Is it possible that Americans have more free time than they did thirty years ago? While few may believe it, research based on careful records of how we actually spend our time shows that we average more than an hour more free time per day than in the 1960s. Time-use experts John P. Robinson and Geoffrey Godbey received national attention when their controversial findings were first published in 1997. Now the book is updated, with a new chapter that includes results of the 1995-1997 data from the Americans' Use of Time Project.
"Time for Life, an outstanding work of scholarship that manages to be highly readable, demands the attention of everyone interested in what's happening in today's society." --Edward Cornish, The Futurist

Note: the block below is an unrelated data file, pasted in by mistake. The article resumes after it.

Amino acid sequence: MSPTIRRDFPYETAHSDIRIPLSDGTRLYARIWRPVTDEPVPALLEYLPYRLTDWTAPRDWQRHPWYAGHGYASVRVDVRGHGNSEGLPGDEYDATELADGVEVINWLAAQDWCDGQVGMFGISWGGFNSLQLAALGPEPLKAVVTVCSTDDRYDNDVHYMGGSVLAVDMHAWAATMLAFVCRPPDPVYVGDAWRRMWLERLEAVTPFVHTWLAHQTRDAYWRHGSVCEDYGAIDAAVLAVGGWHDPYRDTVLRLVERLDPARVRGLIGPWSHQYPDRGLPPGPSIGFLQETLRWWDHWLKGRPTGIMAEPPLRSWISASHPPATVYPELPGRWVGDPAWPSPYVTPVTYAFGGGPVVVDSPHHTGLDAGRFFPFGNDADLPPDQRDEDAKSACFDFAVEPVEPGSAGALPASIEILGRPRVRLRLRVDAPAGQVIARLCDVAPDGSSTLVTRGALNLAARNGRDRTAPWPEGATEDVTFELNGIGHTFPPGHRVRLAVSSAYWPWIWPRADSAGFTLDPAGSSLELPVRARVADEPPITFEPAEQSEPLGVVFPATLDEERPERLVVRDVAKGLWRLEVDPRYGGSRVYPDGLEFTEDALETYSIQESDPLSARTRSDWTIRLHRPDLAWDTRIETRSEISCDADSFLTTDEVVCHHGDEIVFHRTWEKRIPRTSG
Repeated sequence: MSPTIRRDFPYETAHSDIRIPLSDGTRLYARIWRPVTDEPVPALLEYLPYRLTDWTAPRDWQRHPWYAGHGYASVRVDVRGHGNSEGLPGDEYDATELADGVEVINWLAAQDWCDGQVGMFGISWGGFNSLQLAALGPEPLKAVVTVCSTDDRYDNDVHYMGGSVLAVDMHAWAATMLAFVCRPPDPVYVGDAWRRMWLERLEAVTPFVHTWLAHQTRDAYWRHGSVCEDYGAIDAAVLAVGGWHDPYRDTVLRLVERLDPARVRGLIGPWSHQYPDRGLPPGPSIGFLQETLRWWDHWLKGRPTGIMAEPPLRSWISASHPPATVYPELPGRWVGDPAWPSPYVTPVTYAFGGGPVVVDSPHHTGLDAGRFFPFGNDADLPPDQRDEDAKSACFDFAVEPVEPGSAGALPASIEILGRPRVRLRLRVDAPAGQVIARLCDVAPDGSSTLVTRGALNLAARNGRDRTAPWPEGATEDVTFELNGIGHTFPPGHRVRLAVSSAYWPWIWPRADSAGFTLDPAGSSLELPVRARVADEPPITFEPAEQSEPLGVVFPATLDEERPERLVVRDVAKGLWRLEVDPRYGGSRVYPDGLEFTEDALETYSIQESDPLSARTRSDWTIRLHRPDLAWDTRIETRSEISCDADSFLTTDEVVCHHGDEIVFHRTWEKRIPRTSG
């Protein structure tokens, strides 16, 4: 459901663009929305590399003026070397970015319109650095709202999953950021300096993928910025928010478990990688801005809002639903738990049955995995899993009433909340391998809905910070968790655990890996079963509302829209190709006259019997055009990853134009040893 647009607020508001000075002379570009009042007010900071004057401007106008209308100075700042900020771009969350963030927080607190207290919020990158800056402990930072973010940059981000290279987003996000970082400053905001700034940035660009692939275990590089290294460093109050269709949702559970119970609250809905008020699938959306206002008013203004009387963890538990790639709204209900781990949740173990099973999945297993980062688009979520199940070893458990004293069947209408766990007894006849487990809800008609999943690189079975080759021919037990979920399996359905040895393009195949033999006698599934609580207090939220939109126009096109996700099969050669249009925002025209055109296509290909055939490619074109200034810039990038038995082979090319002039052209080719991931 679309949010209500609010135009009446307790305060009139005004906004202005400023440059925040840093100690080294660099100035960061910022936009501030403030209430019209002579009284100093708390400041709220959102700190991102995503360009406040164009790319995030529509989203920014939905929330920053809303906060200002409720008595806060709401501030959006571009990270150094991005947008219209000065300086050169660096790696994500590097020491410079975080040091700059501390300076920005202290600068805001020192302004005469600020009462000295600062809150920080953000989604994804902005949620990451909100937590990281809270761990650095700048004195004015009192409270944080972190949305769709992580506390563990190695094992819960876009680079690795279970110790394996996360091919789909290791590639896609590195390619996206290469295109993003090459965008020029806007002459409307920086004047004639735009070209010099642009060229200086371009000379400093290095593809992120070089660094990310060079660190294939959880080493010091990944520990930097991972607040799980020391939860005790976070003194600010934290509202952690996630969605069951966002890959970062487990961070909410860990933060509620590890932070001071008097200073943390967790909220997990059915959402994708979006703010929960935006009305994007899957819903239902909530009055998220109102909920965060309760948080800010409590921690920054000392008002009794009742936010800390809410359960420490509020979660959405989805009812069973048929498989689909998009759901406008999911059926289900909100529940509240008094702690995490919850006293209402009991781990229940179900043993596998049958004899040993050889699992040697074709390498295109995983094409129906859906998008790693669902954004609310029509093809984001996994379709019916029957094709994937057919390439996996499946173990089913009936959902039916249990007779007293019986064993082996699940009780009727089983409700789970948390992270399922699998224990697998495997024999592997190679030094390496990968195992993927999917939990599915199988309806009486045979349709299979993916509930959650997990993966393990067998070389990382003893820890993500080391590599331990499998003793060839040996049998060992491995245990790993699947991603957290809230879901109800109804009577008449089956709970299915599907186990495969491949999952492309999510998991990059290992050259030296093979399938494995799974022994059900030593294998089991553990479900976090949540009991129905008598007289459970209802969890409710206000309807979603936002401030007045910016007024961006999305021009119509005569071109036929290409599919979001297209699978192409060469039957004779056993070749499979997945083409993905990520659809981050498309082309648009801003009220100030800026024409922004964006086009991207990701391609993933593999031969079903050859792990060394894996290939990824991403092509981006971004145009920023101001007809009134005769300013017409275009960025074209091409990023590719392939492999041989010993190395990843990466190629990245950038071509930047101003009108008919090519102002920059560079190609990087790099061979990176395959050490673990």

"Time for Life . . . is excellent fodder for lively classroom discussions, not only about family time use, but about the ontological and epistemological assumptions in the prevailing post-positivist paradigm of family science." --Alan J. Hawkins and Jeffrey Hill, Journal of Marriage and the Family
"Regardless of where you stand on this issue, Robinson and Godbey's arguments and data make for very interesting reading and open a cultural window on American society. . . . This is a piece of scholarship that should be read and its conclusions contemplated by people well outside the readership of this journal. . . . Time for Life is good social science research that should appeal to a broad audience." --Journal of Communication